Cisco Systems designs, makes, and sells the routers, switches, and other networking equipment with which businesses connect their computers, manage data centers, and access the Internet. Since its founding in 1983 as a maker of multiprotocol routers, it has survived every market change through aggressive acquisition, sometimes of competing technologies. John Chambers, who led much of Cisco’s growth, retired as CEO in 2015, after 20 years, but continues to serve as executive chairman. Jason Pontin, MIT Technology Review’s editor in chief, spoke to Chambers in India, where he was conferring with Narendra Modi about the prime minister’s campaign to bring Internet access and services to the country’s vast population.
What are the challenges in giving online access to nearly everyone in the world?
The number one objective is that people who make the investment in digitization, whether they are governments or service providers, get a reasonable return. Some programs have not moved as aggressively as I would like, like in the United States. Others are very aggressive, like India’s. The numbers in Andhra Pradesh are just amazing. They think they can bring 10 to 15 megabytes to the home for $2.50 per month. That’s a magical number in terms of local family income, because anything below 2 percent per capita income is when you really get broad penetration. If it’s successful, India will be a model for other countries to follow.
How important is the industrial Internet—the Internet of things—to Cisco’s future?
Extremely important. It’s connectivity that really makes the industrial Internet work: it’s giving the right information at the right time to the right person or right machine to make the right decision. That decision can be on the manufacturing shop floor. It can be in a supply chain. It can be in the retail store to your customer. It can be in how you service that product remotely, either in a home or a mining site.
Aren’t you a little concerned about the security of these devices?
Organized crime and rogue nation states and terrorists are very much focused on the Internet of things. The challenge that goes with connectivity is always security. The bad guys go wherever the return is, and now it’s more lucrative for bad guys to focus on cybercrime than traditional crime. Japan had 54 billion cyberattacks and issues last year, up 100 percent over the prior year.
Edward Snowden showed that the NSA intercepted Cisco equipment and installed backdoors. You complained that the NSA had undermined trust in U.S. tech companies. Do you see evidence that any standards of conduct on government surveillance will be approved?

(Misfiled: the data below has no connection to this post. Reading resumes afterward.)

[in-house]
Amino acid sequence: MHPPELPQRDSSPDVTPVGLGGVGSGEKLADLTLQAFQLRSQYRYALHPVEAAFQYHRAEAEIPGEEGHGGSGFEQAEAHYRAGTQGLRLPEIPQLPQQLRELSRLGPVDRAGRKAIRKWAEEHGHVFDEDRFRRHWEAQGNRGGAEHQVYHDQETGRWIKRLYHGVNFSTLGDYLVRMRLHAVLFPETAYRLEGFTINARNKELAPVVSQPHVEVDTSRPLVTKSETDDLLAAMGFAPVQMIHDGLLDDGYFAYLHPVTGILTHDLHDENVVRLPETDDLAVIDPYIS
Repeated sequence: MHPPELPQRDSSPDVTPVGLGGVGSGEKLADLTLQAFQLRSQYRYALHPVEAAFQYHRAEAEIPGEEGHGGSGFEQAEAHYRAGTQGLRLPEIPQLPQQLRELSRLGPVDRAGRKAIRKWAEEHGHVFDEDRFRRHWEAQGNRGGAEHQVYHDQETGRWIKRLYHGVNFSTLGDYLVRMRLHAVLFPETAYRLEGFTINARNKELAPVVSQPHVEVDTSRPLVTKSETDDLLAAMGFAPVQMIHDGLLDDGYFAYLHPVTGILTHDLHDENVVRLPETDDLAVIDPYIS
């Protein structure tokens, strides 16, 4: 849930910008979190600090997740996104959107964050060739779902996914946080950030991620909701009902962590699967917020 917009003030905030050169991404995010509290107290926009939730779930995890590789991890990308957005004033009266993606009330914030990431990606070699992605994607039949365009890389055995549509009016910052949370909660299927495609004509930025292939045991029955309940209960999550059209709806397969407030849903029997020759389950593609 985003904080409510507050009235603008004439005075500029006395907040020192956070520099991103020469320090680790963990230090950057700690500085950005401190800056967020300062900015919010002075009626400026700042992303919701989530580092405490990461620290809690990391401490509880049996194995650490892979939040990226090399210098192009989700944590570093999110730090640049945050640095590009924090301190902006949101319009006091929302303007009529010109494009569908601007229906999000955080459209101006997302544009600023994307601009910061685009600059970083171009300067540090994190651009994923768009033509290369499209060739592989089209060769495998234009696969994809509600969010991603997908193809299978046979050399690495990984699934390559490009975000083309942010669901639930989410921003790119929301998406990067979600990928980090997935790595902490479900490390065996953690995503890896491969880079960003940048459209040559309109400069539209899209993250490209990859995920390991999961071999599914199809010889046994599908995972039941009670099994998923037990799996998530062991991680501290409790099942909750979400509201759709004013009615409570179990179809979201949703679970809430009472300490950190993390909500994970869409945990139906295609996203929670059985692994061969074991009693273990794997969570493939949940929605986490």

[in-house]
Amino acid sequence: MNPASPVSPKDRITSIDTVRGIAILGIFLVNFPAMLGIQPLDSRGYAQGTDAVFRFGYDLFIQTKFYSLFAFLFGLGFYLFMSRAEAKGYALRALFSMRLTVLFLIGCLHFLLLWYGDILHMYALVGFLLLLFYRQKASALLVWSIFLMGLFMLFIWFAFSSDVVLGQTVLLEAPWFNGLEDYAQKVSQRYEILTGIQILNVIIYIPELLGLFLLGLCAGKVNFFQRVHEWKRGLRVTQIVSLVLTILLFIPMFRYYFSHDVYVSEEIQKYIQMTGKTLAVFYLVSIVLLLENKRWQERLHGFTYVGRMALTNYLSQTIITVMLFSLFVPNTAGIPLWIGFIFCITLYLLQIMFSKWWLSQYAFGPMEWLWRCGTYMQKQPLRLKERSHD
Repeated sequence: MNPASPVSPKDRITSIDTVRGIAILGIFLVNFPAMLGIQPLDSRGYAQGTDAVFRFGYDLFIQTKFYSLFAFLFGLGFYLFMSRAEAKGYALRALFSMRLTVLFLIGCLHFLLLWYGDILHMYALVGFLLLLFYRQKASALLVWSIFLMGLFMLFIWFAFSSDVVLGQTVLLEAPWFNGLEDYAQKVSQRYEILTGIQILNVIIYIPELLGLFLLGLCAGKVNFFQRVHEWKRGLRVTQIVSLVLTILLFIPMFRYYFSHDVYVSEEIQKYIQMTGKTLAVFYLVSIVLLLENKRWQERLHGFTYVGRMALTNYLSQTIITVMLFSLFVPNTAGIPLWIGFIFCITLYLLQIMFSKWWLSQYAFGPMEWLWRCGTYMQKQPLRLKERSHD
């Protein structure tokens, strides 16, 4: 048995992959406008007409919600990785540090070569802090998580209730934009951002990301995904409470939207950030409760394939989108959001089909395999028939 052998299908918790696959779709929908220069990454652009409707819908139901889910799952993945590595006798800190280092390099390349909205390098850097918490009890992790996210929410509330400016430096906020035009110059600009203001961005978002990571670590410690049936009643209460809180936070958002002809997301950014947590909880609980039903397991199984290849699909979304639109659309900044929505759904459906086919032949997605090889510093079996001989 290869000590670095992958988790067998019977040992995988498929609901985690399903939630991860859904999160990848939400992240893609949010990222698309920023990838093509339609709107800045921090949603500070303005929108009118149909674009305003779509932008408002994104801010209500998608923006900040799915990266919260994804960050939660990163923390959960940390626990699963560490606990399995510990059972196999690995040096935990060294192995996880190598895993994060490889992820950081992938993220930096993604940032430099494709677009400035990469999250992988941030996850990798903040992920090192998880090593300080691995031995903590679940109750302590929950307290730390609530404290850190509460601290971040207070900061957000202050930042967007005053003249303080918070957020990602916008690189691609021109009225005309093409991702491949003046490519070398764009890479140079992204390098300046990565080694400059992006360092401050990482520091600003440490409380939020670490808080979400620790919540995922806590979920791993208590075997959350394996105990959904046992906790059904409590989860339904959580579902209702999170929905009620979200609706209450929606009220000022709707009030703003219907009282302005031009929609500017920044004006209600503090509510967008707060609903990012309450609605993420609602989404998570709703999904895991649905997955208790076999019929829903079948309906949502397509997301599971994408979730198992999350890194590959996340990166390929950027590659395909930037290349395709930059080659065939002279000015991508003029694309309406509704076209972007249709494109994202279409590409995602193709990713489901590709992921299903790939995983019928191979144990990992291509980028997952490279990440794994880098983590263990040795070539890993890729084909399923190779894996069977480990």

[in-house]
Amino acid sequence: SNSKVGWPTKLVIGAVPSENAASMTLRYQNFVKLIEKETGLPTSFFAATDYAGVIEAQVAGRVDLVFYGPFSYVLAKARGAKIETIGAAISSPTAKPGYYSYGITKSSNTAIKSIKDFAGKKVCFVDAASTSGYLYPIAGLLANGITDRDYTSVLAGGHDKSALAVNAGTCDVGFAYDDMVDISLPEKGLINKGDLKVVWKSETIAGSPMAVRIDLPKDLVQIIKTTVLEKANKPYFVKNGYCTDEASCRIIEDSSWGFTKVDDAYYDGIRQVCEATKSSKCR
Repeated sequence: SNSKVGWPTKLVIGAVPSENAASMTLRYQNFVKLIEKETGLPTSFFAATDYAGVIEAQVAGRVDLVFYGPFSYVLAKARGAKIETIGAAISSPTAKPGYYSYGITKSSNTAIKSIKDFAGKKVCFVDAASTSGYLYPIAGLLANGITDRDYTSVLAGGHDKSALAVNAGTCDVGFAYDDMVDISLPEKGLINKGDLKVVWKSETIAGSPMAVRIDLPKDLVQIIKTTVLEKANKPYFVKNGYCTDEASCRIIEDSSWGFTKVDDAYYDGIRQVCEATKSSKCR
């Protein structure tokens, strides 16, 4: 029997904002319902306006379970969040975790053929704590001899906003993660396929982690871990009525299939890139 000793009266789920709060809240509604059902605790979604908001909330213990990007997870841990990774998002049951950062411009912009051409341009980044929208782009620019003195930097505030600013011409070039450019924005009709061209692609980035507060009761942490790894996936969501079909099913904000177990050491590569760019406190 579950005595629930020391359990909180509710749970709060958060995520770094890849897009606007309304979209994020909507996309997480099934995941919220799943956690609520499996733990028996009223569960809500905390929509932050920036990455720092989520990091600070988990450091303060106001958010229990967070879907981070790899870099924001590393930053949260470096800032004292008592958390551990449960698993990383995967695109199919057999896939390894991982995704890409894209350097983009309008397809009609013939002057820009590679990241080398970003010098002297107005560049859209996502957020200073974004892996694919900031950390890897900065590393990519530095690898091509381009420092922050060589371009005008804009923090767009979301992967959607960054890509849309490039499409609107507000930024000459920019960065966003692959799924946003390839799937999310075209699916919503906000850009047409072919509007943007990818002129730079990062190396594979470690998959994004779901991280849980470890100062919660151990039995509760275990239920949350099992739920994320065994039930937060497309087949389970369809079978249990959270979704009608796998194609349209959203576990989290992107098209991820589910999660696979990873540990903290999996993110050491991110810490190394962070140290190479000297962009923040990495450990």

It’s taking longer than all of us, including government leaders, would like. But I think the discussion between the president of China and the president of the U.S. was constructive. They are making reasonable progress on corporate espionage by coming together with what we call rules of the road. Governments will always spy on each other; that’s been going on from the very beginning of time. For that, you want rules for acceptable, legal intercept, which has to be done by court order. But in terms of corporate espionage, we need conduct that people can count on.
Was Apple right to refuse the FBI’s demand to unlock the San Bernardino gunman’s iPhone?
Once you put in backdoors, once you allow a government to intercept anything they want, you have to give it to other governments around the world. Once you do that, there is no privacy, there is no security, there is no protection for democracy. So be very careful what you wish for: you might get it. And that’s why I think Tim Cook was courageous to say “There’s got to be a better way,” because doing carte blanche was not going to be acceptable.
You’re still an active chairman, but when you look back on your tenure as CEO, what was your biggest success?
The people and the culture we built at Cisco. At Cisco we are able reinvent ourselves every three to five years. We can do innovation at a speed that our peers over time have not kept up with, and that’s why we have no competitors from 15 years ago. We encourage a healthy paranoia.
How much risk is acceptable in managing market transitions?
The penalty for missing them is much more than the risk of going after them aggressively.
Between Trump and Clinton, who has the better technology policies?
If you’re asking, “How do you give middle-class America a pay raise? How do you create opportunities? How do you make the country more competitive on a global basis in a way that allows everybody to benefit? How do you change health care and education?”—well, those questions are all about a digital agenda, and yet I’ve not heard a single candidate articulate a vision on that.
by Jason Pontin